Experts pointed to the need to remove various legislative barriers and supplement the missing legislation. Only in this way can Slovakia become a “pioneer of the circular economy” within the Visegrad Group (V4) or even the region of Central and Eastern Europe. Attention was also paid to the need to close the food and other biowaste cycle and improve soil quality.
Economic instruments can significantly support the transition to a circular economy. The analysis prepared by OECD experts focused on a wide range of tools – such as landfill fees, waste-based payment schemes (PAYT), extended producer responsibility (EPR) systems, as well as green public procurement (GPP). The analysis also deals with the eco-modulation of fees within the EPR system, but also with other possible measures to support the ecodesign of products.
According to Katarína Svatíková, analyst from the Environmental Directorate, an analysis of the use of economic instruments for the transition to a circular economy in the Slovak Republic shows that there is considerable scope for further development and application of such policies. As she said: „Economic instruments offer the prospect of achieving environmental results at lower economic costs and at the same time support innovation. The forthcoming roadmap for the circular economy can be helpful in setting the direction for their wider use.“ The debates highlighted the need to adapt economic instruments to individual regions, emphasized the need to analyze the impact on domestic producers and the importance of educating consumers before setting up fiscal schemes. The need for inter-ministerial co-operation was emphasized as necessary to ensure a faster and more efficient transition to a circular economy.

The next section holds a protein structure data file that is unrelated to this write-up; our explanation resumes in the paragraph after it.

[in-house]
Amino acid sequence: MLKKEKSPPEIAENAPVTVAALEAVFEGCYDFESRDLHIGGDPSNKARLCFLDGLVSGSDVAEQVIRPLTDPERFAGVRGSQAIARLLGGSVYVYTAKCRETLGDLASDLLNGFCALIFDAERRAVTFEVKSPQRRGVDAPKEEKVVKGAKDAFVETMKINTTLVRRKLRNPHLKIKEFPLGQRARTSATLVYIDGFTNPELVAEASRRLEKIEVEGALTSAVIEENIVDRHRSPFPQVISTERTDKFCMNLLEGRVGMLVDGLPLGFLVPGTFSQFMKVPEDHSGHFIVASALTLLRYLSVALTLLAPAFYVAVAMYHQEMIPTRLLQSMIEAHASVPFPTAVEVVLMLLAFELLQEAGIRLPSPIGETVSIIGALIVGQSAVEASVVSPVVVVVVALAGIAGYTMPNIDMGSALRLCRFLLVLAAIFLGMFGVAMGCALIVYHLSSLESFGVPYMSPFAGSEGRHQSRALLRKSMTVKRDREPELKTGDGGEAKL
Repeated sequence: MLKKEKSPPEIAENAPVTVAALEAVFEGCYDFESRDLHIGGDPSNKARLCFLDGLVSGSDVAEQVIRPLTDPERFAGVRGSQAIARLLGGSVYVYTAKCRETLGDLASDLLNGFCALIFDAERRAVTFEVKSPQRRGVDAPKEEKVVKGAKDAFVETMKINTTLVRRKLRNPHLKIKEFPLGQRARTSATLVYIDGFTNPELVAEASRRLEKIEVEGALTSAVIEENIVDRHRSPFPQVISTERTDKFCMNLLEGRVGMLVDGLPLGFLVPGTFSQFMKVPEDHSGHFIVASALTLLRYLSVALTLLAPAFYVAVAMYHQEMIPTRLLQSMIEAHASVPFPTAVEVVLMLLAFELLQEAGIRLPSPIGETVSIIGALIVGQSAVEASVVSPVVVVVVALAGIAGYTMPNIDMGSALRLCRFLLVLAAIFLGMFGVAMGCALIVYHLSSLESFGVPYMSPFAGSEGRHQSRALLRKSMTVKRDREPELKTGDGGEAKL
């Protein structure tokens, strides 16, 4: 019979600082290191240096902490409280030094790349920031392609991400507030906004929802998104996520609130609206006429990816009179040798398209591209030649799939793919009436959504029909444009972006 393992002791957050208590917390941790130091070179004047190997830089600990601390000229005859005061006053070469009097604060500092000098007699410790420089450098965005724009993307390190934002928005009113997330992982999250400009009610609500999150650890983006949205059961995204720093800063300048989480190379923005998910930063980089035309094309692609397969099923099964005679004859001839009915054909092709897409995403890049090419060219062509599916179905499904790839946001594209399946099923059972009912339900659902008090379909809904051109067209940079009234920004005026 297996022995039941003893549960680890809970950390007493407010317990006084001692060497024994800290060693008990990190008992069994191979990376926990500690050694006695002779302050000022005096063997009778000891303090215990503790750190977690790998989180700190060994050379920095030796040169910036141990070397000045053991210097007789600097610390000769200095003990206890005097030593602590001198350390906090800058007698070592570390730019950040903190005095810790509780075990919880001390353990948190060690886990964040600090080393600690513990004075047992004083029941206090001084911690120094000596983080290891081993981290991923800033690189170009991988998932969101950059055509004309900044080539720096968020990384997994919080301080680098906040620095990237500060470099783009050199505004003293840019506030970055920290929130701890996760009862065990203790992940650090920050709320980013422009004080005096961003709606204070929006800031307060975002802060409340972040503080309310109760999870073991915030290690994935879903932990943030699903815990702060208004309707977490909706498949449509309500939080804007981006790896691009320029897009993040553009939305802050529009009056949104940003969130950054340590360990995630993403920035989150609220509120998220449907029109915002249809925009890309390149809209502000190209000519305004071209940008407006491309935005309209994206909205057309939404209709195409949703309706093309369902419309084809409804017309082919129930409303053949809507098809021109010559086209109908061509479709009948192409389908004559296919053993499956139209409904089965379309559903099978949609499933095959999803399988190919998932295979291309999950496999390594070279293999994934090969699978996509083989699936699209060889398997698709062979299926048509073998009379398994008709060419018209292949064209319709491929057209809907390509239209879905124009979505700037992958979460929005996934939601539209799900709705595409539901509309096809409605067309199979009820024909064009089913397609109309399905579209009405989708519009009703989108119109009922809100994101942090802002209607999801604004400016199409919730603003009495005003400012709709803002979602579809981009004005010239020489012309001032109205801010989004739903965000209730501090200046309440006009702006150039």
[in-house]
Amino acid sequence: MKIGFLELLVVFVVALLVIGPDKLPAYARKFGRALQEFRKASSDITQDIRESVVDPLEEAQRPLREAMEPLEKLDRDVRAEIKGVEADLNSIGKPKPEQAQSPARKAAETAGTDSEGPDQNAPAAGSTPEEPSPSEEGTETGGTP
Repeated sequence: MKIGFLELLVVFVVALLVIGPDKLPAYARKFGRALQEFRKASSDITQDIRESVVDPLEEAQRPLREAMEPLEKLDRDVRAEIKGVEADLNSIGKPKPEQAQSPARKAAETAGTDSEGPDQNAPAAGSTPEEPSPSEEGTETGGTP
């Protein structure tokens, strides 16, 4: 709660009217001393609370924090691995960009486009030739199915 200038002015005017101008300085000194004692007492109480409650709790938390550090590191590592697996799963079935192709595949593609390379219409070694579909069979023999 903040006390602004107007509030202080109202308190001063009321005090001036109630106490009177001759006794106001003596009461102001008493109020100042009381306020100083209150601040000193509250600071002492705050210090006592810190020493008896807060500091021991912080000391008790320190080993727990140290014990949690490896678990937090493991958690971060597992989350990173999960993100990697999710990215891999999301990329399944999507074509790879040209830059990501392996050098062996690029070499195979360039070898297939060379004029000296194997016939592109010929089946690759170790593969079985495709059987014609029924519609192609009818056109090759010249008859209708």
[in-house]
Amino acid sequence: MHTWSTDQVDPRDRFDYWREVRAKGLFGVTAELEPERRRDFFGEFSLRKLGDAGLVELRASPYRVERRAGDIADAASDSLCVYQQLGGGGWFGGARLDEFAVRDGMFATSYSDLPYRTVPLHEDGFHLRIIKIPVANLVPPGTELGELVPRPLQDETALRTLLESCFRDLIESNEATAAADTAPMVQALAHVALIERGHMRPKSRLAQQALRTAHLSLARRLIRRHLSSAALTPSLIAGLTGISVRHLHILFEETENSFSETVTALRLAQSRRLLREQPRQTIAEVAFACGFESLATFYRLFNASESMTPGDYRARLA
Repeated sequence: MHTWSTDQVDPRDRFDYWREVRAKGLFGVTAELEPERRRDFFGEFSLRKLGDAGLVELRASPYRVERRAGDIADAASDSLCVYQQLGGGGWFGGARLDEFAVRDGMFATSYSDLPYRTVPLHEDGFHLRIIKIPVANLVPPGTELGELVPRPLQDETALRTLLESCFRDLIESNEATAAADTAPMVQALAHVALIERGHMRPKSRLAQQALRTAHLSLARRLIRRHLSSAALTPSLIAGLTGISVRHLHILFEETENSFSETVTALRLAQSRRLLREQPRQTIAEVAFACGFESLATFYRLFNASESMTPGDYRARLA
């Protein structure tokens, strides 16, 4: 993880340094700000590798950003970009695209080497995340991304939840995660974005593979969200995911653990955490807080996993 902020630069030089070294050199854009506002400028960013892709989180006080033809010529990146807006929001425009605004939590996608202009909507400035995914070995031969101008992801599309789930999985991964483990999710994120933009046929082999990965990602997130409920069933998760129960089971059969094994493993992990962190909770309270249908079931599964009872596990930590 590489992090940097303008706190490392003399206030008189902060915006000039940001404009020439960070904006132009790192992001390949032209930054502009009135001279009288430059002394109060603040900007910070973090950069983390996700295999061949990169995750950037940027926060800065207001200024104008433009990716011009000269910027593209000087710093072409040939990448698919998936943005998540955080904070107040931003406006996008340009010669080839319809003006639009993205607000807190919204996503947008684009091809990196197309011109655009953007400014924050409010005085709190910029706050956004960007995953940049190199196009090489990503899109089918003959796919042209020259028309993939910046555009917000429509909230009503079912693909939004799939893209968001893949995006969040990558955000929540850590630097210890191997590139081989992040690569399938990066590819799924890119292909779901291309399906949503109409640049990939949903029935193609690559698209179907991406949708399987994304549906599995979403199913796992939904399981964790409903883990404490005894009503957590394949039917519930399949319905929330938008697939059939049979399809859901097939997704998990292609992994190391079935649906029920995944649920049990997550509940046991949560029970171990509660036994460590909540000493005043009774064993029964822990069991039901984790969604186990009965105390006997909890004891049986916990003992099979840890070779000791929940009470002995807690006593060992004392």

Positive feedback, constructive comments and next steps
During the meeting, the participants expressed clear support for the transition to a circular economy and praised the studies prepared, in particular their quality and scope, and provided constructive feedback that would contribute to the finalization of the documents.
The project will end in May 2022, when the final meeting will take place and its results will be presented. The outputs of the project will be processed into a national document and submitted to the Government of the Slovak Republic. The most fundamental phase will follow – translating the measures into practice in order to support the transition of the Slovak economy to a circular model.
The project is funded by the European Union through the Structural Reform Support Program (SRSP) and implemented by the OECD in cooperation with the European Commission’s Directorate-General for Structural Reform Support (DG REFORM). The SRSP provides tailor-made technical support to EU Member States for the design and implementation of growth-enhancing reforms. The project was launched in October 2020.
Progress on waste management
In addition to preparing a roadmap for circular economy, the Ministry of the Environment is also working to improve waste management and finance separate collection, which has long been neglected in Slovakia in the past. The Ministry of the Environment takes measures to ensure the viability of waste management financing and also to ensure that waste is sorted, recycled and landfilled as little as possible. For the first time, the Ministry of the Environment competently calculated the real costs of collecting, transporting and recovering materials. The big news is that sorting participants have to keep transparent accounts so that the public, but also the producers of goods, can verify their effectiveness. The ambition of the Ministry of the Environment is to move to a model of circular economy, where the value of raw materials is maintained as long as possible in order to minimize waste, and at the same time greening consumption and production.
Published by CVTI